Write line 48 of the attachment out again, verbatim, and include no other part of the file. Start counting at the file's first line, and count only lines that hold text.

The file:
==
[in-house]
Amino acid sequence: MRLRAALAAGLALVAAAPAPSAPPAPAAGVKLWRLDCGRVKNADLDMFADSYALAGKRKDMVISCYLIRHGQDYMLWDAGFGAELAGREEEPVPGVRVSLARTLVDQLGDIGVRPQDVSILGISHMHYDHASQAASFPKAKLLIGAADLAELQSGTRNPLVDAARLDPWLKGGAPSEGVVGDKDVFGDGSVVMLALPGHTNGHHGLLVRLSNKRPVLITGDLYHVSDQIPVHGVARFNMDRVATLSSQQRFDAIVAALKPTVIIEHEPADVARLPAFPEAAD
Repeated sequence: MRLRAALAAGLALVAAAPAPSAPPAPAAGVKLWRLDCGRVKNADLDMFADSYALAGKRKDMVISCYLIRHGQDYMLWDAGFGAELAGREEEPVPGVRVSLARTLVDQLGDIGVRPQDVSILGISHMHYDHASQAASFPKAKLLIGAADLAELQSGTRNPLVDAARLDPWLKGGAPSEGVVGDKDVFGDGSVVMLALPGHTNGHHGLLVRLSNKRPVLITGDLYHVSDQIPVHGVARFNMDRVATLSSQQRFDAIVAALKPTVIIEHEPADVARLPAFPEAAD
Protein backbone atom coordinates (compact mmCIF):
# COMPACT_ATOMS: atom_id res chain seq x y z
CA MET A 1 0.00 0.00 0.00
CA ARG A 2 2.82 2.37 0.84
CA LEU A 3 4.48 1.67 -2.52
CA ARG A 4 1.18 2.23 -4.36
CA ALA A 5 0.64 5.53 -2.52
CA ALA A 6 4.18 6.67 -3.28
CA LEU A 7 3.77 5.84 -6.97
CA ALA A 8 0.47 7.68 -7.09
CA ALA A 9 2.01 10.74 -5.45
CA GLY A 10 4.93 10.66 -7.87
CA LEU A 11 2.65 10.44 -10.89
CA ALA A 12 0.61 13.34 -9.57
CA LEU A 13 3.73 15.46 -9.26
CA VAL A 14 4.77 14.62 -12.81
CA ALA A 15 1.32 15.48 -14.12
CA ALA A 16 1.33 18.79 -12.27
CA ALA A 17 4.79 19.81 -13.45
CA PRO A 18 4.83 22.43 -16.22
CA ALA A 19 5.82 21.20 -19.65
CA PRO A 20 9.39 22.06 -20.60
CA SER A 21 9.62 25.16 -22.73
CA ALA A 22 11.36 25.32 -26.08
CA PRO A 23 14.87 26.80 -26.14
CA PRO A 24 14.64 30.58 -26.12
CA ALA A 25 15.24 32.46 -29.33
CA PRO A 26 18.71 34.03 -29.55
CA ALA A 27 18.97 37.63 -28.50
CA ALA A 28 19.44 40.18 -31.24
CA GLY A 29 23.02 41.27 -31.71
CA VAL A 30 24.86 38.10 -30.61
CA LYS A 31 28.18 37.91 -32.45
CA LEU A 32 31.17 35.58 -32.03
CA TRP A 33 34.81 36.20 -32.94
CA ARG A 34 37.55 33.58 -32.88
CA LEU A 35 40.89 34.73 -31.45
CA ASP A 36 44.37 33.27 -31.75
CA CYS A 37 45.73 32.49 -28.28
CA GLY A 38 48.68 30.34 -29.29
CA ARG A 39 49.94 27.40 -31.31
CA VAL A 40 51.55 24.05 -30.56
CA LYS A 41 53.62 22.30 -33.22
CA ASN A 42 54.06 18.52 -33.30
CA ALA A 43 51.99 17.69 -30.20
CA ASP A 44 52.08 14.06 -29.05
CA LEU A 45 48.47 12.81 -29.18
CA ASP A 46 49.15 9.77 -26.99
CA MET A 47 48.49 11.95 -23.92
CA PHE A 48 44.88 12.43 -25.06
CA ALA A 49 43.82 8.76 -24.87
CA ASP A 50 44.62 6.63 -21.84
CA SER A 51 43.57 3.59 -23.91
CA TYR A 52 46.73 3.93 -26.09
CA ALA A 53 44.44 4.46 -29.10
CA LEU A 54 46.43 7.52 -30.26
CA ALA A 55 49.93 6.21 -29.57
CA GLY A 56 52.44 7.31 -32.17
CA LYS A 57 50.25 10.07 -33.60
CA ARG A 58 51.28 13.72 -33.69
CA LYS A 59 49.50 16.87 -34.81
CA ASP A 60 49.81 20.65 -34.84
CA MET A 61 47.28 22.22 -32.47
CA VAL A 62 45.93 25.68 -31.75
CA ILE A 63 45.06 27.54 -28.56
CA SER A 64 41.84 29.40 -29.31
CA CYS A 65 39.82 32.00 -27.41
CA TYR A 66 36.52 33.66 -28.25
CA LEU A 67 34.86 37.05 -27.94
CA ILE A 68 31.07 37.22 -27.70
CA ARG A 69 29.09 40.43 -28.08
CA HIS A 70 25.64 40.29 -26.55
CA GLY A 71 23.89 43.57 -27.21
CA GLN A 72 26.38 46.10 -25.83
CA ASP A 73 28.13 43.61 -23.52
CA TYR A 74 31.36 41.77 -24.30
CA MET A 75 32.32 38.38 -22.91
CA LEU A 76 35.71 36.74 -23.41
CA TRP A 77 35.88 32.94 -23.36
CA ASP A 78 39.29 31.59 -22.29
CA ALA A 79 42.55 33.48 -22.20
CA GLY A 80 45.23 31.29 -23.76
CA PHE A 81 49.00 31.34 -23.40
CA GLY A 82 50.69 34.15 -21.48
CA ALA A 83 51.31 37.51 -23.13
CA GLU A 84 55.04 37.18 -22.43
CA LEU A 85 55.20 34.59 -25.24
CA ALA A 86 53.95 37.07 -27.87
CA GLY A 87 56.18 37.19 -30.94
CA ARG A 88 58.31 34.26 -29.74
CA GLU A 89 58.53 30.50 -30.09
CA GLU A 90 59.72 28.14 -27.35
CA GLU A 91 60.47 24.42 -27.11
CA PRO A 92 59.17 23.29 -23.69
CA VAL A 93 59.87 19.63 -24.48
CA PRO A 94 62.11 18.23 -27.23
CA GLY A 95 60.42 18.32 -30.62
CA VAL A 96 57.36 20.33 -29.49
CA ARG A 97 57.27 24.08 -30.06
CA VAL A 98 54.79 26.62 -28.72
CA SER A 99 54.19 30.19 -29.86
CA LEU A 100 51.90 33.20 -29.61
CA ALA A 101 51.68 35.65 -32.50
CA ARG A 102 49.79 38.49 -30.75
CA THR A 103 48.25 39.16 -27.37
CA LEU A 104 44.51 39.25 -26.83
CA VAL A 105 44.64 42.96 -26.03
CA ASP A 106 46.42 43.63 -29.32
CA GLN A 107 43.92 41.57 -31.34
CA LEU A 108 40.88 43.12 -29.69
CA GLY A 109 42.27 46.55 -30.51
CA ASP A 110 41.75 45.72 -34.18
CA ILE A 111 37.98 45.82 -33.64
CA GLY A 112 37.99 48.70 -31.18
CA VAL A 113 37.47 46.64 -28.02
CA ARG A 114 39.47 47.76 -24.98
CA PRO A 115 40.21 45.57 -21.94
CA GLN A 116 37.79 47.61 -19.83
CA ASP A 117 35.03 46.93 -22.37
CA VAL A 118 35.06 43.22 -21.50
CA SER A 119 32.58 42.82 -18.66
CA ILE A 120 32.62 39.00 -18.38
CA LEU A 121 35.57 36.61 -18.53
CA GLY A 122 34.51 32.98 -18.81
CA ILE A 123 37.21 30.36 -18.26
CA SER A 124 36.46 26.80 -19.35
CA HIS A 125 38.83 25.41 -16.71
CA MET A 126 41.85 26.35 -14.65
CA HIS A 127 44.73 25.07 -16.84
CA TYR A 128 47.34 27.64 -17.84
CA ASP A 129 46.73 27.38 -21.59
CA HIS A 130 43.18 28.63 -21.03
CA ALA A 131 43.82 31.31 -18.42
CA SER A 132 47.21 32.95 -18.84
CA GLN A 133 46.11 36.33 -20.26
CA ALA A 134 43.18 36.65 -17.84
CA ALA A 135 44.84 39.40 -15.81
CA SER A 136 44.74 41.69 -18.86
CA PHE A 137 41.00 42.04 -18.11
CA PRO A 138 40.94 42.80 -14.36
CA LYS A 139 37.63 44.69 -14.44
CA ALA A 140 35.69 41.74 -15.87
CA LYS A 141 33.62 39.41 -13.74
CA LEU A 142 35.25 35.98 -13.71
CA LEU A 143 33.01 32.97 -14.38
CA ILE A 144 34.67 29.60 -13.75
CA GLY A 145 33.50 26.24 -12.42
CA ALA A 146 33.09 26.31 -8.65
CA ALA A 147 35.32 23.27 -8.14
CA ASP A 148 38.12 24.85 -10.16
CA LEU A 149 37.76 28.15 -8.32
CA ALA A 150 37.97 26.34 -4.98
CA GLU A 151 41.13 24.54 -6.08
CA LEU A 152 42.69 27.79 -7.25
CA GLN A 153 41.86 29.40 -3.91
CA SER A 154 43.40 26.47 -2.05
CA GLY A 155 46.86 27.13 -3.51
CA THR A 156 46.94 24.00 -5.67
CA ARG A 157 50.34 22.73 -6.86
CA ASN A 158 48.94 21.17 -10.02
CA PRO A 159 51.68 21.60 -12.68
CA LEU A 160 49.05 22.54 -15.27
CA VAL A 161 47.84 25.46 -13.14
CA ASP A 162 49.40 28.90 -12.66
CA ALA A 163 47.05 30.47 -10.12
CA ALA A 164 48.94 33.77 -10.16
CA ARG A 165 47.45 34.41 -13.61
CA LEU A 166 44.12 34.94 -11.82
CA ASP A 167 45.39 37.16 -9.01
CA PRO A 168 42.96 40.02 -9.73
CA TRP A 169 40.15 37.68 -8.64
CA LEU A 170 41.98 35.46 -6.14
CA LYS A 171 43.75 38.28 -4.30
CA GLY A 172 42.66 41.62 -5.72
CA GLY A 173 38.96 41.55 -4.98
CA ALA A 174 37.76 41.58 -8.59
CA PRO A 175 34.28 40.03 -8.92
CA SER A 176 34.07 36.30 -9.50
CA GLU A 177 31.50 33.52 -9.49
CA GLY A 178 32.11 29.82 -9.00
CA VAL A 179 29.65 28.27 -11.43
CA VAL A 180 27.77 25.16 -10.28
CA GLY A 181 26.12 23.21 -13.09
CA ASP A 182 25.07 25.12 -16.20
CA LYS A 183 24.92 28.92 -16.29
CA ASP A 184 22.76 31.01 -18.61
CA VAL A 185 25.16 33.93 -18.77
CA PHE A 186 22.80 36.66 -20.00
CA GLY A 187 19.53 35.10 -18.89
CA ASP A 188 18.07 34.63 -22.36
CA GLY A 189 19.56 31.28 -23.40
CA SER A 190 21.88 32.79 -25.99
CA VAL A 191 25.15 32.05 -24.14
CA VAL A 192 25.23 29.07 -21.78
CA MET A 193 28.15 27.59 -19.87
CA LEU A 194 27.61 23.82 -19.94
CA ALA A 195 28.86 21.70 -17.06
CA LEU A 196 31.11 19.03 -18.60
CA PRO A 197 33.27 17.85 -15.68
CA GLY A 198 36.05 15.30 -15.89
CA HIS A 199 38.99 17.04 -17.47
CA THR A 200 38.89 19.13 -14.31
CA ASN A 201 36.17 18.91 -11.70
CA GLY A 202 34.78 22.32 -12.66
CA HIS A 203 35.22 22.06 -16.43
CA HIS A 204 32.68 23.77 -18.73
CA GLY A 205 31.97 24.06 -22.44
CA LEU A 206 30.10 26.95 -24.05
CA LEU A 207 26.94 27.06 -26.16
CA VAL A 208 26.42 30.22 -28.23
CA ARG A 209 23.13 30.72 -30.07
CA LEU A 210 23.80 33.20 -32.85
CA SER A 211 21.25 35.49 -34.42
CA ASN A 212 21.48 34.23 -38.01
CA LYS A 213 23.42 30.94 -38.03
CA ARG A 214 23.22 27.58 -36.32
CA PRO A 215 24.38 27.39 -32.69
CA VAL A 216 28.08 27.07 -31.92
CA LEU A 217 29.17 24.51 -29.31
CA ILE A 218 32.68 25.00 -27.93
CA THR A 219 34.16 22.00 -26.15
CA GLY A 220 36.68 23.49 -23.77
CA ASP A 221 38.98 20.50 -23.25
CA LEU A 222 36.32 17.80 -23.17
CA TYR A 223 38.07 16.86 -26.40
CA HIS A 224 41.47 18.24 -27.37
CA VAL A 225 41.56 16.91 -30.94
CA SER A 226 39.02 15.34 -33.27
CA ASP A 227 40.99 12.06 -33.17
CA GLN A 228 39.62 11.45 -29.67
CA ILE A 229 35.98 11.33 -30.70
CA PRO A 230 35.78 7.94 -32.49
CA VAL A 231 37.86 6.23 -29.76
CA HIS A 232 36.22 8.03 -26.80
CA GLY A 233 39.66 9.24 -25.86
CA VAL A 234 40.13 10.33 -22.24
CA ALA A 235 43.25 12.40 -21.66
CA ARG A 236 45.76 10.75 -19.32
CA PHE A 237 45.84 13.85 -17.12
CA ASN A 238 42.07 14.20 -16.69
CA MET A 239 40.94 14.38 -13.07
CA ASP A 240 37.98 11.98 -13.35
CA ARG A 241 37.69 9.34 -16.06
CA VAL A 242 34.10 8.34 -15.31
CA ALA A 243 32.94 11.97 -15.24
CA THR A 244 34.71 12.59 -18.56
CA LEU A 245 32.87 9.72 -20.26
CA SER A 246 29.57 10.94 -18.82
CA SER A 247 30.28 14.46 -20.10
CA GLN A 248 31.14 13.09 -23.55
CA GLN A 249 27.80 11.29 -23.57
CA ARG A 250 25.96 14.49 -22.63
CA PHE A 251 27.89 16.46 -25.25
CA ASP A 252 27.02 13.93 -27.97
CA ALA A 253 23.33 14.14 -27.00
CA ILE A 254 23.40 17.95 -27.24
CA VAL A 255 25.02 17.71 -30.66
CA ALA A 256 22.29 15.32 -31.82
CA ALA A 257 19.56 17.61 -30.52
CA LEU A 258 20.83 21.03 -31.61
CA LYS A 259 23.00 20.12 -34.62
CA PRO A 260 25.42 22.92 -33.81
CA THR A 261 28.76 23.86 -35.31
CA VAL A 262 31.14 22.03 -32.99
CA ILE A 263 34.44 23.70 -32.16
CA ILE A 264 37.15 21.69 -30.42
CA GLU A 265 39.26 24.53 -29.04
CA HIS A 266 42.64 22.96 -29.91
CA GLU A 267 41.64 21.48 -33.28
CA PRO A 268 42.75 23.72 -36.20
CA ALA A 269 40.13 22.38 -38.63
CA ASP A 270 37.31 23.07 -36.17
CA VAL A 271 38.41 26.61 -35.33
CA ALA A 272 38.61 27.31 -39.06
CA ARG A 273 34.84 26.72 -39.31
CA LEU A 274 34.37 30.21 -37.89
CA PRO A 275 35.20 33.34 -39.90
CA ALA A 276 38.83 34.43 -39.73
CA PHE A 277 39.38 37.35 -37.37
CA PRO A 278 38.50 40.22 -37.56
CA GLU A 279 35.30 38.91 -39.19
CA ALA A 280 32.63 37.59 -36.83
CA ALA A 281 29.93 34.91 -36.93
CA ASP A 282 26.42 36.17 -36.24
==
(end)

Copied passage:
CA ALA A 43 51.99 17.69 -30.20